March 1, 2002

The Origins of the IDA: Organization Founded to Promote, Support and Celebrate the Documentary

Pare Lorentz, the first IDA Career Achievement Award Honoree, 1985.

Can you believe it's been 20 years? Well, for me it's actually 21. Twenty-one years ago my husband Larry and I were practicing psychotherapists (having formerly worked in documentary for David Wolper and Jacques Cousteau), and we were lured back into "the biz" by fellow Cousteau veteran Tom Horton. "Would we like to go to New Zealand and work on a doc about Sir Edmund Hillary?" he asked.

We agonized, but of course we said yes. And now that we were back in "the biz," however temporarily, I thought it would be great to join the professional association for documentarians, so we could get back in touch with all our old friends and meet new ones.

One problem: no such organization existed at that time. While we were in New Zealand, I pondered this problem. Well, if I wanted to join a documentary association, I would probably have to start one! When we returned to the US after our two-month sojourn, I got to work. I noodled around with names. I ran up a few flyers and handed them out at NATPE, but "Join the New Nonfiction Video Association!" didn't seem to light any fires. At fellow therapist Sally Landsburg's house (she had been married to documentarian Alan Landsburg for many years), we chatted with Niki Lapenieks, widow of legendary Latvian documentary cameraman Vilis Lapenieks. She joined the team!

In January of 1982, I placed a small classified ad in the trades that read: "DOCUMENTARY FILM AND VIDEO MAKERS. Attend the charter meeting of the new INTERNATIONAL DOCUMENTARY ASSOCIATION (IDA), the first organization to honor and promote nonfiction product exclusively. SATURDAY, Feb 6, 10 a.m. at Assn. Office, Production Center, 8489 W. Third St., LA, CA 90048. Corner 3rd and La Cienega. Or call founder Linda Buzzell (213) 396-3920 or (213) 655-7089." We had no idea if anyone would show up.

The fabulous "slumlord" Ben Bennett allowed us to use the Production Center cafeteria, and much to our amazement, 75 people showed up for that first meeting on February 6, 1982—including David Wolper! The question I put to this group was: "If an organization existed to serve the needs of documentary people like you, what would you want it to do?" The agenda that emerged from that first meeting has kept IDA busy for 20 years.

IDA's mission was clear: "To promote nonfiction film and video, to encourage and celebrate the documentary arts and sciences, and to support the efforts of nonfiction film and video makers all over the world." No one could say we were thinking small!

Of course, there were people who told me I was nuts to think we could get documentarians—a notoriously independent breed—to work together to resurrect interest in the supposedly terminally ill documentary. Some advised against using the d-word itself in our name. "The kiss of death," they said. Others claimed documentary was a hopelessly moribund art form, too boring for modern viewers. Years later, Discovery Channel founder John Hendricks and I were seated next to each other at an IDA event, and we had a good laugh over these 1982 naysayers. John, too, had been told that year that there was no cable audience for documentary!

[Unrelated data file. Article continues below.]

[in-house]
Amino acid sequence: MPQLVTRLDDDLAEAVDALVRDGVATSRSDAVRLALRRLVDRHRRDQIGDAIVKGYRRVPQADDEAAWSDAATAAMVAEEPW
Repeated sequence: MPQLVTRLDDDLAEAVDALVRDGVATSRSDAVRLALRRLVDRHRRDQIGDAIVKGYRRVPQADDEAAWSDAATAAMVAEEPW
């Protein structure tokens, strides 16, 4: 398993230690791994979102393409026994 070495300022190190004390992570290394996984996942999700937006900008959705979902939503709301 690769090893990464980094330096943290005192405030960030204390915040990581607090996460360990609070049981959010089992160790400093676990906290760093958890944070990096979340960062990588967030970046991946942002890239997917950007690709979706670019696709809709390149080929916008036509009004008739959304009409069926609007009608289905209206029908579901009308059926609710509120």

But journalists believed in our mission from the very beginning. Variety's David Bergmann wrote a rousing story on April 8, 1982, entitled "IDA Has Mission: Save Documentaries." The article mentioned that we already had "50 members" and helped us bring in more.

At our second meeting on April 17, 1982, we heard the sad story about how Nigel Nobel, after winning an Oscar® for best short-subject documentary in 1981 for Close Harmony, was ignored by the press while his celebrity presenters Richard Benjamin and Paula Prentiss were interviewed. "Never again!" cried those in attendance at the meeting, and the Oscar® party was born so that we could stop being second-class citizens in filmtown by honoring our own. The Crystal Room at the Beverly Hills Hotel was the venue for that first event in April 1983, and the late Jack Haley, Jr.was our charming host, and continued to be over many years. The first four years of IDA's life went by like a whirlwind for me. I served as both President and Executive Director for those years, which meant that until we got rolling, recruited more people and raised more money, I was chief cook and bottle washer. I started the first IDA newsletter—a xeroxed two page flyer!—which I infelicitously named "DOCO," which is what docs were called in New Zealand. Soon editor Linda Cirigliano, a professional journalist, took over that task and things improved considerably (and later Audrey Coleman, Sandy Northrop and Denise Bigio moved it further forward towards its present prestigious incarnation). More help was on the way. So many people pitched in that it's impossible to thank them all. Larry, who had fallen in love with computers in 1982, handled all the computer and financial stuff (we were on the revolutionary Apple II E!), so we had a printable mailing list and official looking budgets. Niki raised our first substantial money, asking her friend, the late Kristin Caperton, for the princely sum of $1,000! She also convinced attorney Michael Donaldson to take over our legal issues from our first lawyer Brian Gunshor, who made fabulous caviar sandwiches for our events and talked artist Hank Chu into designing the IDA logo! And she had Mayor Bradley declare April 9, 1983, "Documentary Day" to honor the IDA and its first party for the Oscar® documentary nominees.